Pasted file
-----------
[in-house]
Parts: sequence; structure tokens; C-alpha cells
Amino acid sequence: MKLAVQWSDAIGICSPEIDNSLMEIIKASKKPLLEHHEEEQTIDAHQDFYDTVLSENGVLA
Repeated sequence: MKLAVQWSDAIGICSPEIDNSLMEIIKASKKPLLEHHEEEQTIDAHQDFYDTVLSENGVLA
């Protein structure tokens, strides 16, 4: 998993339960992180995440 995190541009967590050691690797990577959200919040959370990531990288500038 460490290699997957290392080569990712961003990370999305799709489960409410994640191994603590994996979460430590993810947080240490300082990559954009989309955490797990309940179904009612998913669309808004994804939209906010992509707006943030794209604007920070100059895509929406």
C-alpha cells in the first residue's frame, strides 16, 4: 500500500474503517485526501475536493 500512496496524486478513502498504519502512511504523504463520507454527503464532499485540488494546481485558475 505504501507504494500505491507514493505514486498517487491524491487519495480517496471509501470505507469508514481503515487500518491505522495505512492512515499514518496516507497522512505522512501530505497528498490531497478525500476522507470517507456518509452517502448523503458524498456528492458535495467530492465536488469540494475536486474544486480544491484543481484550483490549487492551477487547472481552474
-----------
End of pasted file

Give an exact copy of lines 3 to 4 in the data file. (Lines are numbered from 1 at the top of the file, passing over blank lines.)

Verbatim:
Amino acid sequence: MKLAVQWSDAIGICSPEIDNSLMEIIKASKKPLLEHHEEEQTIDAHQDFYDTVLSENGVLA
Repeated sequence: MKLAVQWSDAIGICSPEIDNSLMEIIKASKKPLLEHHEEEQTIDAHQDFYDTVLSENGVLA